|• County Board||District 4|
|• State senator||Mike McGuire (D)|
|• Assemblymember||Marc Levine (D)|
|• U. S. rep.||Jared Huffman (D)|
|• Total||6.835 sq mi (17.704 km2)|
|• Land||6.399 sq mi (16.574 km2)|
|• Water||0.436 sq mi (1.130 km2) 6.38%|
|Elevation||43 ft (13 m)|
|• Density||190/sq mi (74/km2)|
|Time zone||UTC-8 (PST)|
|• Summer (DST)||UTC-7 (PDT)|
|GNIS feature ID||1658827|
Inverness is an unincorporated community and census-designated place (CDP) located in western Marin County, California. Inverness is located on the southwest shore of Tomales Bay 3.5 miles (5.6 kilometers) northwest of Point Reyes Station, at an elevation of 43 feet (13 meters). In the 2010 census, the population was 1,304. The community is named after Inverness, Scotland and was named by a Scottish landowner.[ citation needed ]
Inverness is north of San Francisco, on a bay of the Pacific Ocean.
Inverness is located on the west shore of Tomales Bay, which runs southeast along the line of the San Andreas Fault. Surrounded by Point Reyes National Seashore, it is primarily a residential community, with little industry other than tourism. It has a small downtown area with a general store, post office, library, two restaurants, one gift shop and a coffee shop. A third restaurant is located a short way north of downtown. There are also a number of hotels and inns spread throughout the town.
One aspect of the town is a concentration of recreational (and some commercial) boating. There is a small public marina, a few private piers, and the Inverness Yacht Club.
Portions of the John Carpenter film The Fog as well as most of his film Village of the Damned were shot in and around Inverness.
The town is 15 miles or so from Drake's Bay on the Pacific Ocean, named after Sir Francis Drake, who explored the coast in the 16th Century. Although Drake's official log was lost, the ship's doctor's log described landing in an area that reminded him of the White Cliffs of Dover. Drake's Bay is backed by similar-looking cliffs, leading many to believe this is where the ship landed.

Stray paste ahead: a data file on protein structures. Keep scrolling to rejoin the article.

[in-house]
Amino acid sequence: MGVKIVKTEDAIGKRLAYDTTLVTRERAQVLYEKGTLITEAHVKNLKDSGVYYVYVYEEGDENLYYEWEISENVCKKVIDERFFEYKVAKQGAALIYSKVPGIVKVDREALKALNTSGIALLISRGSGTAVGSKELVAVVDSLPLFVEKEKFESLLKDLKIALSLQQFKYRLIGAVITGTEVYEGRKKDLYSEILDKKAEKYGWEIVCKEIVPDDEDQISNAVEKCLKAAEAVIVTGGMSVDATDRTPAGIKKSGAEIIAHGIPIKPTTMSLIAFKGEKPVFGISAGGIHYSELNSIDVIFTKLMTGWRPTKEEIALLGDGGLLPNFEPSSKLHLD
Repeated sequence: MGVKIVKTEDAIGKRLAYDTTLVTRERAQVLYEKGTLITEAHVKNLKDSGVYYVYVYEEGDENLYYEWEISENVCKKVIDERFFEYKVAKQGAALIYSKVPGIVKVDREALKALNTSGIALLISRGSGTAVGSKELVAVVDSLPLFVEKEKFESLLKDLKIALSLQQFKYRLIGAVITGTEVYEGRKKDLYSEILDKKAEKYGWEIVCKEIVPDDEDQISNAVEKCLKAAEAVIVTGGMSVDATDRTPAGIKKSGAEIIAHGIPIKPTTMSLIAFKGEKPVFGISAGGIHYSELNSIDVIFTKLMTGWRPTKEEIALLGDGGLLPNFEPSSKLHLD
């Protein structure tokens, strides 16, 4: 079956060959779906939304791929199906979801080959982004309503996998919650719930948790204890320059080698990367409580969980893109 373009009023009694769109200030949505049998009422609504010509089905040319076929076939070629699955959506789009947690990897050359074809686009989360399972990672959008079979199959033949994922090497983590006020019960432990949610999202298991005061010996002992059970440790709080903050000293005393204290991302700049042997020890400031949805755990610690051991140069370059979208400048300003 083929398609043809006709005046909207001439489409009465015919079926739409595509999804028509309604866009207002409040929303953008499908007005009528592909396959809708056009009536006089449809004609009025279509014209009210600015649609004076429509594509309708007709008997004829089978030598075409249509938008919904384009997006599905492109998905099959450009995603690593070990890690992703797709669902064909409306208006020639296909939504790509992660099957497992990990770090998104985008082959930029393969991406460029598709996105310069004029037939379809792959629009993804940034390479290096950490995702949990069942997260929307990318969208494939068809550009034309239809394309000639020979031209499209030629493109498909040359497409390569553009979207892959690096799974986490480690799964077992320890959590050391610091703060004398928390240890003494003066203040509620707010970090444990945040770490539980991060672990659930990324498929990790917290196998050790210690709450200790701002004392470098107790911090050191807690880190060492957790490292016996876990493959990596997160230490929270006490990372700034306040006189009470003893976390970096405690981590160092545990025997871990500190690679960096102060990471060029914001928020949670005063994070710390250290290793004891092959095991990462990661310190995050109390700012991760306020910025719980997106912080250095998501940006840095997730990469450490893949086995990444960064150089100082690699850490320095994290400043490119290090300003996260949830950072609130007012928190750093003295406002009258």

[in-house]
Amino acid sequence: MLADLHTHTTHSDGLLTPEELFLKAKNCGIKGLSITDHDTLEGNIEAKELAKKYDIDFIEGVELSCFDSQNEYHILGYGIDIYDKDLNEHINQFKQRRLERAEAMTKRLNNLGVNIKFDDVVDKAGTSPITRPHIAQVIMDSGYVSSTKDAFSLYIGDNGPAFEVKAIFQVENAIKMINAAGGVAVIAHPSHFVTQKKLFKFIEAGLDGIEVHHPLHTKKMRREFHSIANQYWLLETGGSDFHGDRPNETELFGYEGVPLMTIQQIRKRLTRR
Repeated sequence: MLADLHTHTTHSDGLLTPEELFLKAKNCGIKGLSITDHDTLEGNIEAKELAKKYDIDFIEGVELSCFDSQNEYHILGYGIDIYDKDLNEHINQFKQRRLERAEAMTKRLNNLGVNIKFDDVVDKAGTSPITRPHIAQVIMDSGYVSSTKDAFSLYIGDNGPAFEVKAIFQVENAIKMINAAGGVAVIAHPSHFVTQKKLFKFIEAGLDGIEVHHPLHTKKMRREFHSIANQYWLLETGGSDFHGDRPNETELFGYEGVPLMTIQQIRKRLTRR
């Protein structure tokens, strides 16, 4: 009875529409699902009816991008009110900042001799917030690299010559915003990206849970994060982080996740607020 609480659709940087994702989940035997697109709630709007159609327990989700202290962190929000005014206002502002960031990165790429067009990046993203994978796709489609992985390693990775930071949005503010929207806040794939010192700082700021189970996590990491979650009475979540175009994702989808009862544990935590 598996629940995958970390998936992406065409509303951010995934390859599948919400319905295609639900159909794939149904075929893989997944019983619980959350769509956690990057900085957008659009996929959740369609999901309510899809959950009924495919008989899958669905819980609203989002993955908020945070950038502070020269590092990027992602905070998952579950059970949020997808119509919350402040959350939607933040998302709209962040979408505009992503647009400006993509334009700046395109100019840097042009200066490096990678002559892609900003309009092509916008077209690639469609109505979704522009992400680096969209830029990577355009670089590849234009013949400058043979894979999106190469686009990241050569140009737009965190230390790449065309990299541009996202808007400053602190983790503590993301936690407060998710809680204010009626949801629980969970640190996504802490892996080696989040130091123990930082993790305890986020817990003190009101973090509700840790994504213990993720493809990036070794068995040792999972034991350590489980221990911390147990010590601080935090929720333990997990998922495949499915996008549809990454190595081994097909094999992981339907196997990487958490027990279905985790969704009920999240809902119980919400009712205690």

The region became the property of James Shafter, who began to develop the property in the 1890s. It became a summer resort where people from San Francisco and Oakland came to camp, hike and swim in Tomales Bay. Many built small summer cabins that still exist today. Small steamboats took day trippers down the bay to secluded beaches. They left from Brock Schreiber's boathouse, which has been preserved and is a prominent local landmark with its prominent sign "Launch for Hire".
The first post office opened in 1897.
In 1995, Inverness Ridge was the site of the Mt. Vision Fire, which burned a large area of Point Reyes National Seashore and a number of homes built on the ridge. The town itself was threatened but was saved by helicopters dipping water from Tomales Bay to drop on the Bishop pine forest between the town and the burning ridgetop.
Inverness is located at 6.8 square miles (18 km2), of which, 6.4 square miles (17 km2) of it is land and 0.4 square miles (1.0 km2) of it (6.38%) is water.. According to the United States Census Bureau, the CDP has a total area of
The town is adjacent to the San Andreas Fault.
Inverness is spread out along approximately 2 miles (3.2 km) of the western shore and valleys of Tomales Bay on the Point Reyes Peninsula, it provides services to visitors to the Point Reyes National Seashore and Tomales Bay State Park.
Other nearby towns include Point Reyes Station, Inverness Park, Olema, and Marshall.
Point Reyes National Seashore, Tomales Bay, Point Reyes Lighthouse, Samuel P. Taylor State Park, "Point Reyes" abandoned fishing boat.
Inverness has a Mediterranean climate heavily influenced by the nearby Pacific Ocean with cool, rainy winters and mild, dry summers.The community experiences a fairly narrow range of temperatures, due to its position only a few miles inland. The warmest month is actually September, a common pattern in the Bay Area due to the annual rollover in ocean currents.
|Climate data for Inverness (1981-2010 normals)|
|Average high °F (°C)||55.2|
|Daily mean °F (°C)||48.1|
|Average low °F (°C)||41.1|
|Average precipitation inches (mm)||6.62|
|Source: PRISM Climate Group|
At the 2010 census Inverness had a population of 1,304. The population density was 190.8 people per square mile (73.7/km2). The racial makeup of Inverness was 1,212 (92.9%) White, 15 (1.2%) African American, 8 (0.6%) Native American, 16 (1.2%) Asian, 2 (0.2%) Pacific Islander, 19 (1.5%) from other races, and 32 (2.5%) from two or more races. Hispanic or Latino of any race were 79 people (6.1%).